With regard to the therapy of a pericardial effusion, it is of course necessary to distinguish between the therapy of the effusion itself and the therapy of the potentially underlying disease.
The therapeutic measures for the treatment of the three potentially possible tumors for a pericardial effusion are unfortunately very limited. With regard to hemangioma sarcoma, chemotherapy can be tried but is not recommended due to its unsatisfactory benefit. In the best case, the disease process can be delayed by a few months, but healing is impossible.
For the treatment of cardiac tumors, chemotherapy is not even a question, since these types of tumors do not respond to chemotherapeutic agents. The operative removal of such a tumor is also not recommended at the present time.
For the treatment of pathological accumulations of fluid in the heart bag, the pericardial effusion itself, only a pericardial paracentesis (that means a puncturing of the heart bag) is a possible solution. In this procedure, which should only be carried out by an experienced cardiologist, the heart bag is punctured through the chest wall with the aid of a catheter and the pathological fluid suctioned off. As unfortunately, there aren’t any medicines that counteract the recurrence of pericardial effusions, the pericardial paracentesis must always be carried out in case of doubt. However, with every operation there is always the risk to injure, e.g. the heart, the lungs or vessels with the catheter. Additionally the constant inflammatory irritation in the heart bag itself can lead to a constrictive pericarditis (= thickening/calcification of the heart bag) and therefore the pericardial paracentesis should not be performed permanently.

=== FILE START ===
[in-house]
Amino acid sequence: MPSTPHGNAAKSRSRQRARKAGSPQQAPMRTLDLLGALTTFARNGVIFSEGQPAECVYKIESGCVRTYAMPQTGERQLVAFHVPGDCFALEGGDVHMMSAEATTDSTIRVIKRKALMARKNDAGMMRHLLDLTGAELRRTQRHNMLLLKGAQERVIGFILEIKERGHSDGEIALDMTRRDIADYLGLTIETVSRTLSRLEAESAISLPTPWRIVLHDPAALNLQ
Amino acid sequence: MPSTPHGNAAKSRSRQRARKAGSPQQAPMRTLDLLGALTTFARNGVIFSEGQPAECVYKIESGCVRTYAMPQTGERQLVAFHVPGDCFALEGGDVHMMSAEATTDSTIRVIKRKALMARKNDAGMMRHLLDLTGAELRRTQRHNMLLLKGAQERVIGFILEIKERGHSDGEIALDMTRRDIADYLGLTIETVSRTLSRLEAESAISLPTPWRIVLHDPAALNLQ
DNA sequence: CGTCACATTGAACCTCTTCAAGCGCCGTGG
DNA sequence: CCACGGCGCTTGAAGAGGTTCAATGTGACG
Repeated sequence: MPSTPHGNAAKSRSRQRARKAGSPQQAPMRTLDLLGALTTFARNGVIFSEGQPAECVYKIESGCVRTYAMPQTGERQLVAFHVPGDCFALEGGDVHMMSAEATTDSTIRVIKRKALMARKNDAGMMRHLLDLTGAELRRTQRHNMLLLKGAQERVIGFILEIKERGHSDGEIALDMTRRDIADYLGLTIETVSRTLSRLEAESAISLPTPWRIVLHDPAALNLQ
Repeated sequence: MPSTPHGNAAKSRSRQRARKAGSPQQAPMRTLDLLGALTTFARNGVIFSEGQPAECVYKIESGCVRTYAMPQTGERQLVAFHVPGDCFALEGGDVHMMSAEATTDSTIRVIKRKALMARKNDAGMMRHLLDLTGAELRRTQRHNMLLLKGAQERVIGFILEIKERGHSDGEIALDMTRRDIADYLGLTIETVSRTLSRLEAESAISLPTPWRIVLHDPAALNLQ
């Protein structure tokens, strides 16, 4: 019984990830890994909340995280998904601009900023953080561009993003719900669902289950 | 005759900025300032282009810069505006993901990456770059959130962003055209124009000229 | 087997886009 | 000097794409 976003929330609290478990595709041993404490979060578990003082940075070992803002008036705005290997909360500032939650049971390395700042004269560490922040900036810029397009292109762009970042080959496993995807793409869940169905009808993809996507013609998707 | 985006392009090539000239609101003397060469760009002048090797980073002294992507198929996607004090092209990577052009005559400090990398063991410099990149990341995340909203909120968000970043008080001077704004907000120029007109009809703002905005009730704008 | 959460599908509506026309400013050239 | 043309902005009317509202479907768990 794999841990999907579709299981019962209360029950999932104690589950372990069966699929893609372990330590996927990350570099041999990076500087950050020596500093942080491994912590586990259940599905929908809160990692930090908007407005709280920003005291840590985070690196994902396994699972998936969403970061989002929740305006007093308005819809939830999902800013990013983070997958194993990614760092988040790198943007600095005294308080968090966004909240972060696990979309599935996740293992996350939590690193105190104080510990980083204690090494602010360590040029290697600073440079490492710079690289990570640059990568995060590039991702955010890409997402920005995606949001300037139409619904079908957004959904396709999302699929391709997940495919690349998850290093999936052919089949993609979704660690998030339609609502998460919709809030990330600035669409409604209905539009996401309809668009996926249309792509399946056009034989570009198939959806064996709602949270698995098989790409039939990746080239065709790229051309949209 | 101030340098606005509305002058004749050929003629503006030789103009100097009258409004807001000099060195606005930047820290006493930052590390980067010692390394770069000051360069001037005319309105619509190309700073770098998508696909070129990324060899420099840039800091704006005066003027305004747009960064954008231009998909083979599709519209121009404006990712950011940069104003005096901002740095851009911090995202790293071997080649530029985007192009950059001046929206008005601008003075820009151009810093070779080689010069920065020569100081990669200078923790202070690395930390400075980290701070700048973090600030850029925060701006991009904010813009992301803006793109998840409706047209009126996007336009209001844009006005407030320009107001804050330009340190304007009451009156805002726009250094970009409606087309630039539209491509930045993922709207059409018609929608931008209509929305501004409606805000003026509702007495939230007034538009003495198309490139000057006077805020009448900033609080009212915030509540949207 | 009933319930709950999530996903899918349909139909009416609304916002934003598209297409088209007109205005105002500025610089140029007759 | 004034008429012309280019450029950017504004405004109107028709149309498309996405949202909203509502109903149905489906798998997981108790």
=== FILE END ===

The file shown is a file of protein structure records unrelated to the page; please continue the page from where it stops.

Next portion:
For dogs which are prone to chronic recurrent pericardial effusions, either a pericardectomy or pericardial fenestration is recommended. Both methods are surgical procedures: during pericardectomy almost the entire heart bag itself is removed. In a pericardial fenestration, several holes are cut into the heart-bag, which ensure an efflux of the accumulating fluid into the thoracic cavity, where it is then removed from the lymph vessels.
Whether and how often a pericardial effusion arises again cannot be predicted in any way. In some cases of idiopathic effusions, a single puncture is sufficient, in other cases the accumulation of water regularly occurs so that surgical intervention is unavoidable. In general, malignant causes are more frequent and quicker to repeated effusion than with benign causes; in hemangioma sarcomas, new water accumulations can occur within a few hours.
Also with regard to the prognosis, of cause the underlying cause of the pericardial effusion is very important.
Dogs with a hemangioma sarcoma have an average life of 3-6 months. For cardiac tumors, the prognosis is slightly better due to the slow-moving growth and therefore a life expectancy of up to 1-2 years must be expected. Also for mesotheliomas, the prognosis is unfortunately also very unfavorable.
Idiopathic pericardial effusions, on the other hand, have a very good prognosis – especially when combined with surgery.